04 | 02
2011

Australia: The façade of democracy!

Categories: ACT Government, Afghanistan, Australian Federal Police, Corruption, Discrimination/Racism, Government, Law Enforcement, RAMSI, Rule of Law

by: Bakchos
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Australia is a signatory to two important international anti-corruption conventions: the United Nations Convention against Corruption (entered into force 14 December 2005) and the Organisation for Economic Cooperation and Development (OECD) Convention on Combating Bribery of Foreign Public Officials (entered into force 15 February 1999). In 1999, the Commonwealth Parliament passed the Criminal Code Amendment (Bribery of Foreign Public Officials) Act to implement Australia’s obligation under the OECD Convention.

The preamble to the United Nations Convention against Corruption states that the parties to this convention are:

Concerned about the seriousness of problems and threats posed by corruption to the stability and security of societies, undermining the institutions and values of democracy, ethical values and justice and jeopardizing sustainable development and the rule of law,

Concerned also about the links between corruption and other forms of crime, in particular organized crime and economic crime, including money-laundering,

Working hand-in-hand with the United Nations Convention against Corruption is the OECD Convention on Combating Bribery of Foreign Public Officials, which establishes legally binding standards to criminalise bribery of foreign public officials in international business transactions and provides for a host of related measures that make this effective. It is the first and only international anti-corruption instrument focused on the ‘supply side’ of the bribery transaction.

New South Wales, Queensland and Western Australia are the only states to have specialised bodies to deal with corruption. Public regulatory bodies are notably absent in other Australian states and territories. There is also no statutory Commonwealth anti-corruption body. The Ombudsman has expressed concern that his Office has the sole responsibility for investigations into corruption allegations (Commonwealth Ombudsman Annual Report 2003-04), “In the absence of anti-corruption commissions.”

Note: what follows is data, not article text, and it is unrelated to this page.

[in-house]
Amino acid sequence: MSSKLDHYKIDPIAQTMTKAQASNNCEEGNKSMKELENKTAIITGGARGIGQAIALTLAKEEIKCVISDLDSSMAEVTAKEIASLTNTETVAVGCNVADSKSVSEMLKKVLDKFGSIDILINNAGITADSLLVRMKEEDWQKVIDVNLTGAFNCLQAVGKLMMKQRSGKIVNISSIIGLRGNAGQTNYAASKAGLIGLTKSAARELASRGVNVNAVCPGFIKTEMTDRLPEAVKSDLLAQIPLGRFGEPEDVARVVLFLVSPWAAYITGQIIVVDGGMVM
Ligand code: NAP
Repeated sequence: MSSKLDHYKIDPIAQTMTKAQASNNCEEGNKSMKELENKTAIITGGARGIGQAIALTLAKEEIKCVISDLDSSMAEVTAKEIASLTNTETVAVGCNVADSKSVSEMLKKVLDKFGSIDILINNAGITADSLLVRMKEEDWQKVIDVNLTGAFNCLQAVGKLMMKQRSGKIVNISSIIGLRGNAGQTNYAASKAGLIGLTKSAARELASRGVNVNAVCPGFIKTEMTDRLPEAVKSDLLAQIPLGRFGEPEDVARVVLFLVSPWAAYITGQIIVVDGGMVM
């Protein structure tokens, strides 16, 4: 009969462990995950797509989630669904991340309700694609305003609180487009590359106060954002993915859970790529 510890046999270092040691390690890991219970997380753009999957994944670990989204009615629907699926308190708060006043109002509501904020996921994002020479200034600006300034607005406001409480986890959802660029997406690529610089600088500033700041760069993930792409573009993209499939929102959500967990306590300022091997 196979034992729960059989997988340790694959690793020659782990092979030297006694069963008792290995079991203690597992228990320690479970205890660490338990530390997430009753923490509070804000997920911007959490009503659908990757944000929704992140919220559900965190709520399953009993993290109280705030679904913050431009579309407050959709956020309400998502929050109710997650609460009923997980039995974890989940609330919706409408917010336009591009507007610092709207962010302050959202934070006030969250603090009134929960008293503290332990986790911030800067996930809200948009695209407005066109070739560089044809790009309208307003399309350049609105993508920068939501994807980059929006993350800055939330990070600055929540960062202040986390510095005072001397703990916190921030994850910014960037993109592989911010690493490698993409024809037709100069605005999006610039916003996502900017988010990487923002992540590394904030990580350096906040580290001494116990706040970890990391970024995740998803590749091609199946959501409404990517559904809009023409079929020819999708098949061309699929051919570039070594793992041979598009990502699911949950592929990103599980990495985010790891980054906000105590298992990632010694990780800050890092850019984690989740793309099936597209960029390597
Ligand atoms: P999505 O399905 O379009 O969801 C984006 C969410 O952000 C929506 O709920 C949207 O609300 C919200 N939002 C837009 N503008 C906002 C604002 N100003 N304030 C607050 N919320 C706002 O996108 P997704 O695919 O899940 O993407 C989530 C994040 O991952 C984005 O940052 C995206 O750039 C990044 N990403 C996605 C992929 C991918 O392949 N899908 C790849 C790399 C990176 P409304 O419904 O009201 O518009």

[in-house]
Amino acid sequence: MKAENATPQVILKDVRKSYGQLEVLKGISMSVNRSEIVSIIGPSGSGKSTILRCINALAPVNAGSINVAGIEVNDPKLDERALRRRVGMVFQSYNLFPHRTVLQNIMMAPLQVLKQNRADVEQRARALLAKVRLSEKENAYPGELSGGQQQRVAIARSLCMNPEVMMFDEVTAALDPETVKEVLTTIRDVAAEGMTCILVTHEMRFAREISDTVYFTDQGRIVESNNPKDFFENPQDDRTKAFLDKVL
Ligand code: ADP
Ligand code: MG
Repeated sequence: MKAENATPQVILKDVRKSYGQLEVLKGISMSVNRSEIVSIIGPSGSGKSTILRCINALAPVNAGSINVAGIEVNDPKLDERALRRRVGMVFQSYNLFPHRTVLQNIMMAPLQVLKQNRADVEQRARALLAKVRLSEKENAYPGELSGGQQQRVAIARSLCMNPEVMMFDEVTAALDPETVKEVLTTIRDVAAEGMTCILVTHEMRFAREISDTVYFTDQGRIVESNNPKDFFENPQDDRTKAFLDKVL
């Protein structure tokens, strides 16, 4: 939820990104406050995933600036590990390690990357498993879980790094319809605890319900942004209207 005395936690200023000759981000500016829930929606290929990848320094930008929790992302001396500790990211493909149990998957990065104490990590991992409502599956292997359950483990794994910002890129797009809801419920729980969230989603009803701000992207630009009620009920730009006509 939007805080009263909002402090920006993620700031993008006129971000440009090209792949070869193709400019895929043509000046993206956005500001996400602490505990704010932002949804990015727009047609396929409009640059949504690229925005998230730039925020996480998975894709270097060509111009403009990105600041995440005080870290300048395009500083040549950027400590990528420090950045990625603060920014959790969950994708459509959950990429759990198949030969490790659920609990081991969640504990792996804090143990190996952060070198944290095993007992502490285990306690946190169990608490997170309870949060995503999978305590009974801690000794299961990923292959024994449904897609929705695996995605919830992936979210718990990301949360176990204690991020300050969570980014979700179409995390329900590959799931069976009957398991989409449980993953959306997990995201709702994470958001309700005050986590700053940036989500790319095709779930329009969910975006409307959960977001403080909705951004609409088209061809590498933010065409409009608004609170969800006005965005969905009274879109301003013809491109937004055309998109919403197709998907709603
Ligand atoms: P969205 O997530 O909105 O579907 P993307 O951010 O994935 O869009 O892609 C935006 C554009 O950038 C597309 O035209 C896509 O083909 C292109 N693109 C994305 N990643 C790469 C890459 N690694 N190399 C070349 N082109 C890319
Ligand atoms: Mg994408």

This lack of specialised bodies to deal with corruption at the Commonwealth level is something that should be of concern to all Australians, especially when we consider the preamble to the report prepared by Barry Hindess from Australian National University (ANU) research school for the social sciences for the Democratic Audit:

“However carefully it might be defined, the actual incidence of corruption will be difficult to determine with any degree of precision, in part because many of those involved in corrupt conduct will have a clear interest in keeping it hidden. Yet there will also be cases in which some of those involved in corrupt conduct will have an interest in advertising the fact. Indeed, if corruption is an abuse of power, then the flaunting of corruption might be seen as an affirmation of power, of one’s ability to get away with such behaviour.” Hindess, B. (2004). “Corruption and democracy within Australia

In addition to what is traditionally thought of as corruption, Sawer, Abjorensen and Larkin in their book Australia: The State of Democracy point out that “institutional corruption”, corrupt action for political gain, is widespread. Reforms are required to campaign finance and regulation of the use for political purposes of allowances to sitting members of parliament.

The concerns I have been raising on Blak and Black regarding the disappearance of the letter written by the former Commissioner for ACT Revenue to the Chief Minister of the ACT, Mr. Jon Stanhope, advising him that there had been a systematic break down in accountability within the ACT Public Service resulting in the theft and transfer of one hundred and thirty million dollars ($130,000,000) from the ACT Home Loan Portfolio to the Australian Labor Party (ALP) takes on new importance when read in conjunction with the observations made by Sawer et al regarding “institutional corruption”.

Australia and Transparency International